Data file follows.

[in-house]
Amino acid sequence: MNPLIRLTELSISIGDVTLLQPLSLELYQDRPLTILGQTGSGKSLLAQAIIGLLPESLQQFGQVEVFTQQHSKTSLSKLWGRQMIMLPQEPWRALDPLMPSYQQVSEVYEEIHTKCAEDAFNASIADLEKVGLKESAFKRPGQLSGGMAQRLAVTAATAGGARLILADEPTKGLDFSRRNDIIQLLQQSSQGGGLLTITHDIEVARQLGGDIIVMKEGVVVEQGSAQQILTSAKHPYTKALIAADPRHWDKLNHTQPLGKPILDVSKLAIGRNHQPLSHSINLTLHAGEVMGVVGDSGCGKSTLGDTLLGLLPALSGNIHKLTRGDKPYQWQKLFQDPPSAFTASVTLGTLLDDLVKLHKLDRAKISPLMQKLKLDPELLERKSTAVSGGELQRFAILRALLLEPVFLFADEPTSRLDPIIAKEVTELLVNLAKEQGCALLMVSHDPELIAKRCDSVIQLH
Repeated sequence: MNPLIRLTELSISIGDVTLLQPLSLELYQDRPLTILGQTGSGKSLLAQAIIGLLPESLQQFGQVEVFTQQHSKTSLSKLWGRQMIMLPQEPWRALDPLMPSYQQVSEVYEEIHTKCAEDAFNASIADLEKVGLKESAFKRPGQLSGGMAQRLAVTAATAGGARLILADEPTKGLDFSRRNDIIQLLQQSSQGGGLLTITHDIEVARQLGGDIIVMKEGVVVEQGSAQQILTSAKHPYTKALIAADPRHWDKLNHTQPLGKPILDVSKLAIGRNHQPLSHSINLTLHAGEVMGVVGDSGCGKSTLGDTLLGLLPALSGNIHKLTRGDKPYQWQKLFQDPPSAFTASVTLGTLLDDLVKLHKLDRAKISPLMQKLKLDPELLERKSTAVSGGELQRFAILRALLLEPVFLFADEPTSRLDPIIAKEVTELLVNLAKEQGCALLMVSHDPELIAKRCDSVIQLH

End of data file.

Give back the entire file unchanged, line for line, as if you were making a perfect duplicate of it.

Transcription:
[in-house]
Amino acid sequence: MNPLIRLTELSISIGDVTLLQPLSLELYQDRPLTILGQTGSGKSLLAQAIIGLLPESLQQFGQVEVFTQQHSKTSLSKLWGRQMIMLPQEPWRALDPLMPSYQQVSEVYEEIHTKCAEDAFNASIADLEKVGLKESAFKRPGQLSGGMAQRLAVTAATAGGARLILADEPTKGLDFSRRNDIIQLLQQSSQGGGLLTITHDIEVARQLGGDIIVMKEGVVVEQGSAQQILTSAKHPYTKALIAADPRHWDKLNHTQPLGKPILDVSKLAIGRNHQPLSHSINLTLHAGEVMGVVGDSGCGKSTLGDTLLGLLPALSGNIHKLTRGDKPYQWQKLFQDPPSAFTASVTLGTLLDDLVKLHKLDRAKISPLMQKLKLDPELLERKSTAVSGGELQRFAILRALLLEPVFLFADEPTSRLDPIIAKEVTELLVNLAKEQGCALLMVSHDPELIAKRCDSVIQLH
Repeated sequence: MNPLIRLTELSISIGDVTLLQPLSLELYQDRPLTILGQTGSGKSLLAQAIIGLLPESLQQFGQVEVFTQQHSKTSLSKLWGRQMIMLPQEPWRALDPLMPSYQQVSEVYEEIHTKCAEDAFNASIADLEKVGLKESAFKRPGQLSGGMAQRLAVTAATAGGARLILADEPTKGLDFSRRNDIIQLLQQSSQGGGLLTITHDIEVARQLGGDIIVMKEGVVVEQGSAQQILTSAKHPYTKALIAADPRHWDKLNHTQPLGKPILDVSKLAIGRNHQPLSHSINLTLHAGEVMGVVGDSGCGKSTLGDTLLGLLPALSGNIHKLTRGDKPYQWQKLFQDPPSAFTASVTLGTLLDDLVKLHKLDRAKISPLMQKLKLDPELLERKSTAVSGGELQRFAILRALLLEPVFLFADEPTSRLDPIIAKEVTELLVNLAKEQGCALLMVSHDPELIAKRCDSVIQLH